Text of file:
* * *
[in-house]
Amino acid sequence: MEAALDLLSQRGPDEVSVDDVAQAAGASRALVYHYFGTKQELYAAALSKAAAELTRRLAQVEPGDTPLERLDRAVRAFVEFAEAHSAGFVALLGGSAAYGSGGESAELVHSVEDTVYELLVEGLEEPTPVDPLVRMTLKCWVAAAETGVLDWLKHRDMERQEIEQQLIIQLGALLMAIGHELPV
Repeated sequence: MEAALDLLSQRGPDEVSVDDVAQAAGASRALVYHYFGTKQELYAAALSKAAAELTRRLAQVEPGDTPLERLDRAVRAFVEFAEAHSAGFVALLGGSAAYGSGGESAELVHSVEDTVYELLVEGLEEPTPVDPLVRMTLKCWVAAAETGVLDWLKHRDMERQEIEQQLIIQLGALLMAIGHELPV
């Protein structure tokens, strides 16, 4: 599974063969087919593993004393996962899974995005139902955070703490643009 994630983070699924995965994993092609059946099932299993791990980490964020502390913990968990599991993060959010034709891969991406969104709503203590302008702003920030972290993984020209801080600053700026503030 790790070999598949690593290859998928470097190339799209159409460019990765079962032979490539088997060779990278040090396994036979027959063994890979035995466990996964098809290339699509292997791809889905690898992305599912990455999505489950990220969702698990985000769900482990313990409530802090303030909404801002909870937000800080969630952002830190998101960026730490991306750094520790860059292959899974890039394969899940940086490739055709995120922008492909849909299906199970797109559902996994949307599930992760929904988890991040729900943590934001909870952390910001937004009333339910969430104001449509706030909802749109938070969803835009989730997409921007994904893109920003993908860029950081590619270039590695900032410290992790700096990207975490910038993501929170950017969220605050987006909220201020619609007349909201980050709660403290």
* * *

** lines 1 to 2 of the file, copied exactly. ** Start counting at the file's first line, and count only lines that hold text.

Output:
[in-house]
Amino acid sequence: MEAALDLLSQRGPDEVSVDDVAQAAGASRALVYHYFGTKQELYAAALSKAAAELTRRLAQVEPGDTPLERLDRAVRAFVEFAEAHSAGFVALLGGSAAYGSGGESAELVHSVEDTVYELLVEGLEEPTPVDPLVRMTLKCWVAAAETGVLDWLKHRDMERQEIEQQLIIQLGALLMAIGHELPV